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RE: should one use ANSI join syntax when writing an Oracle application?

From: Ken Naim <>
Date: Tue, 17 Oct 2006 09:10:45 -0500
Message-ID: <013c01c6f1f6$0b40c200$85e7cf48@KenHome>

I find the ansi syntax verbose and agree with the poster who said that while it highlights the joins it obfuscates the tables which I find more important while debugging data issues. I don't understand why we need the ansi syntax to separate the join and filter conditions, I have been doing it for years in the where clause, first the joins then the filter, look at any of my queries and it is plain as day even with 20 tables 6 inline views and 4 sub-queries.

I also find the ansi syntax to imply a join order that the optimizer may not choose and I find complex outer join to very difficult to write with the ansi syntax so I only use the ansi syntax when I need functionality that has not been implemented with the (+) syntax. It does have several benefits, simple notation for full outer joins, collapsing of join columns when doing a select * when using the USING clause.

As for analytical functions, I adore them. They have made my life a lot easier since they were introduced in 8.1.6. I have taken queries that were 6 or 7 pages long full of self joins than ran for hours and converted them with analytical functions to 1 page queries that run in minutes. I have replaced a procedure with complex linking logic that took an hour to run to one query that runs in 28 seconds etc. In the data warehouse that I recently built without the use analytical functions I would have been lost; atleast half the queries in the entirely pl/sql etl code use analytic functions and 100% of the preprocessing (aka bad data cleanup uses it). I have come so dependent on them I will not work on a release prior to 8.1.6; luckily not that many of those are around anymore.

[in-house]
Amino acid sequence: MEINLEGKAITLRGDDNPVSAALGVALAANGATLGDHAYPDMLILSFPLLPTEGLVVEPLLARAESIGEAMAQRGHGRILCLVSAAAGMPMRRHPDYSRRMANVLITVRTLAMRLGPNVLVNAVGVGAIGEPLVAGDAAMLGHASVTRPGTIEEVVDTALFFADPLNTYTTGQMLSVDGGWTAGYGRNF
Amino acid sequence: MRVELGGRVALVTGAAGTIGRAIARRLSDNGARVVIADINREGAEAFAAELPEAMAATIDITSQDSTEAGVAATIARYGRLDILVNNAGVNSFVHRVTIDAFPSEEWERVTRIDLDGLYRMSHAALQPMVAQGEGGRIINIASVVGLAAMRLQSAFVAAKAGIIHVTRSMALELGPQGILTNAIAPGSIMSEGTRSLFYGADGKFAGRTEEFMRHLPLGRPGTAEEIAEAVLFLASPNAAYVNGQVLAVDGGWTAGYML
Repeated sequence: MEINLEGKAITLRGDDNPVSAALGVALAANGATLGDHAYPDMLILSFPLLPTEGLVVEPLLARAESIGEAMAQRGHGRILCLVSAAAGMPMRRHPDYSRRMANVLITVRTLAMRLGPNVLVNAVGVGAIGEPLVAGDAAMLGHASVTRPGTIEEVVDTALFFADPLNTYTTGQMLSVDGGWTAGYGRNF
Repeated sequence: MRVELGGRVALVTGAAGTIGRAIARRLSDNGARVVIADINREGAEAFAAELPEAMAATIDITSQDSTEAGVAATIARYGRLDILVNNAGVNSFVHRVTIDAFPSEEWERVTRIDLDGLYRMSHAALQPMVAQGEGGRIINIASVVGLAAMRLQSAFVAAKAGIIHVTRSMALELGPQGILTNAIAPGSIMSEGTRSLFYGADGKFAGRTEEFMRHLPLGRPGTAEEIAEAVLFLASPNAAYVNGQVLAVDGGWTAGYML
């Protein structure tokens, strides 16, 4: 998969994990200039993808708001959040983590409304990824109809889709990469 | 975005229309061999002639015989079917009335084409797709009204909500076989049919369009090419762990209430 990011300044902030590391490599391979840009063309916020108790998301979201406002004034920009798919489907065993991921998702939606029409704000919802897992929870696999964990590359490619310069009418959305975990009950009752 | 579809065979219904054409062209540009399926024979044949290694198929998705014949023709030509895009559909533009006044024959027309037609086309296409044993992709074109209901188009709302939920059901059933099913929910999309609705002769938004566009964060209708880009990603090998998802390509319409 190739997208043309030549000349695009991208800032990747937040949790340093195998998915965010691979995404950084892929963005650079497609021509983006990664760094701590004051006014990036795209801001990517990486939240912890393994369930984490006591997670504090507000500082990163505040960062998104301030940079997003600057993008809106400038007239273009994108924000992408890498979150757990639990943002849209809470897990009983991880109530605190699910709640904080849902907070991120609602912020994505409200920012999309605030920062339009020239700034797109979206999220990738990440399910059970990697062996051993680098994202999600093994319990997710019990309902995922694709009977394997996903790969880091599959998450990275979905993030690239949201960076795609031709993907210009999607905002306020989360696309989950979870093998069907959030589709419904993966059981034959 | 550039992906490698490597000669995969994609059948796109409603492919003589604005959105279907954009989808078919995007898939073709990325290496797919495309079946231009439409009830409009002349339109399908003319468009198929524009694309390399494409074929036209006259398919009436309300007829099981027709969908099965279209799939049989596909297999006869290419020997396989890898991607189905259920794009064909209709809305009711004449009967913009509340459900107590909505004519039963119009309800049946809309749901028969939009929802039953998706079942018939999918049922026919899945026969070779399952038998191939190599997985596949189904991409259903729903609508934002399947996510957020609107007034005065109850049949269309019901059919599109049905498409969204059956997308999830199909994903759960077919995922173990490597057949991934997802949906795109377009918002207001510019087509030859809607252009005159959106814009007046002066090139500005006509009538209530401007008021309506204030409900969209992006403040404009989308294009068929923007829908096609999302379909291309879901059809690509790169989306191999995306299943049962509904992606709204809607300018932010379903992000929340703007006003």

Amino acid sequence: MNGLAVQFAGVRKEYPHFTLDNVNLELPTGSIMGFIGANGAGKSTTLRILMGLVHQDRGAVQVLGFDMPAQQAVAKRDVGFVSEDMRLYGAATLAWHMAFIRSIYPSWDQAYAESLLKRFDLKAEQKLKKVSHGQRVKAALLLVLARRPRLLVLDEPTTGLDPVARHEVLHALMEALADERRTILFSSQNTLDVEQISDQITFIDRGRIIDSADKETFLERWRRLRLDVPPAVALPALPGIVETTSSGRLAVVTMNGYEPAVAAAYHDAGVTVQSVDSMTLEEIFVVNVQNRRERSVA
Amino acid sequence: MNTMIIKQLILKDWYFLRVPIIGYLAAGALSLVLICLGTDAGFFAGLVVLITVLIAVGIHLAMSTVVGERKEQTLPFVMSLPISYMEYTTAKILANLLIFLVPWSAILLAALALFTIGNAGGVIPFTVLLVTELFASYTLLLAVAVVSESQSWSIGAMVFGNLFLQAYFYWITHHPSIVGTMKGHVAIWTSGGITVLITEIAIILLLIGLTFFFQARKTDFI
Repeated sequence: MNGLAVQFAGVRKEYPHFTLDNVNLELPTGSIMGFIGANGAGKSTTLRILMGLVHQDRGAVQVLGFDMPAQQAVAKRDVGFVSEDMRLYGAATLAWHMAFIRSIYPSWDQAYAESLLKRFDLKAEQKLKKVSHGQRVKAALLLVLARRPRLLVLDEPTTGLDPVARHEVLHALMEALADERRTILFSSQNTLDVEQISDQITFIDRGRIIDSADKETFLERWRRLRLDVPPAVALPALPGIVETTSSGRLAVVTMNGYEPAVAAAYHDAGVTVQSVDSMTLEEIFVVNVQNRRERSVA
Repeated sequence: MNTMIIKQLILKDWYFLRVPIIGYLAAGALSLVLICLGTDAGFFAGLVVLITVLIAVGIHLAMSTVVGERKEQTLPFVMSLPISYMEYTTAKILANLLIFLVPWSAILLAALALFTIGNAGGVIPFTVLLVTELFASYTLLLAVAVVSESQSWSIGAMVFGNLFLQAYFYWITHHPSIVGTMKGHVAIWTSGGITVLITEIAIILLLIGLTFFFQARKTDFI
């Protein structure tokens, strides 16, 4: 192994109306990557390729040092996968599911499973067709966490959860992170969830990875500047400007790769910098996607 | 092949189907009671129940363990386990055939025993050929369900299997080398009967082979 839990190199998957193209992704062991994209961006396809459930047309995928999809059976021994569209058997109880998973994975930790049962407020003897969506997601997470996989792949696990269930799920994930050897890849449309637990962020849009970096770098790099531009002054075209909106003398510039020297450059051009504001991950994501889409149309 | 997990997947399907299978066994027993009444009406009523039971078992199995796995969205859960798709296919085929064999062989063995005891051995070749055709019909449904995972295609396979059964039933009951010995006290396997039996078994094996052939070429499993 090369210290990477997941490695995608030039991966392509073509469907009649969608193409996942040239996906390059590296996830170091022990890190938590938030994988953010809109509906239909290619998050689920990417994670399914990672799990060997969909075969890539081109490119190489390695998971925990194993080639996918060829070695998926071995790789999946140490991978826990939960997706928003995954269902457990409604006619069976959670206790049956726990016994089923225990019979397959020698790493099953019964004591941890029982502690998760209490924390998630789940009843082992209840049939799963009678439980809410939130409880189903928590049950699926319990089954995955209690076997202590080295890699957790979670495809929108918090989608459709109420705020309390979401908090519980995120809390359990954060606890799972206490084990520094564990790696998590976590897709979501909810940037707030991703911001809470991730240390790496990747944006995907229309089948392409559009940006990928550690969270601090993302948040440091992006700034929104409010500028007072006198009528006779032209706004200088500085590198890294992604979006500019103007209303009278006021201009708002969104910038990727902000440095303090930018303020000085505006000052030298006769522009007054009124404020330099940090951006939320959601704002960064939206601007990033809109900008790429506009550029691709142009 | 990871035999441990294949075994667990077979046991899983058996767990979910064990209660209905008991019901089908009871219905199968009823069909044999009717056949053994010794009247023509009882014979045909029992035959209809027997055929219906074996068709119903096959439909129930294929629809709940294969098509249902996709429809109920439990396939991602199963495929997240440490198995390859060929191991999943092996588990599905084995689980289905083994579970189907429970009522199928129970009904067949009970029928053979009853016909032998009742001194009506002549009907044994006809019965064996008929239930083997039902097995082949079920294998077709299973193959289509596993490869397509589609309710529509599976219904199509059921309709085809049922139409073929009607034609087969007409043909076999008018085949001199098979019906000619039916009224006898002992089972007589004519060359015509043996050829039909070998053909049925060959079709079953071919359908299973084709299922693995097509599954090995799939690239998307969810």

-----Original Message-----

From: [] On Behalf Of Jonathan Lewis
Sent: Tuesday, October 17, 2006 8:44 AM
To:; Subject: Re: should one use ANSI join syntax when writing an Oracle application?

I find that it helps to think of the analytic functions as a presentation layer added into the SQL.

First write the SQL to acquire the data and aggregate it to produce the correct result set.

Then add analytic columns which add value to the data. Then optionally use some analytic results to reduce the output again.


Jonathan Lewis

The Co-operative Oracle Users' FAQ

Cost Based Oracle: Fundamentals

Having said that, the last tendency of analytic function violate 100% the philosophy of SQL
which was keep the syntax simple and leave difficulty on the action performed. Now if I don't practise the rollup, I tend to forget the syntax.


-- Received on Tue Oct 17 2006 - 09:10:45 CDT

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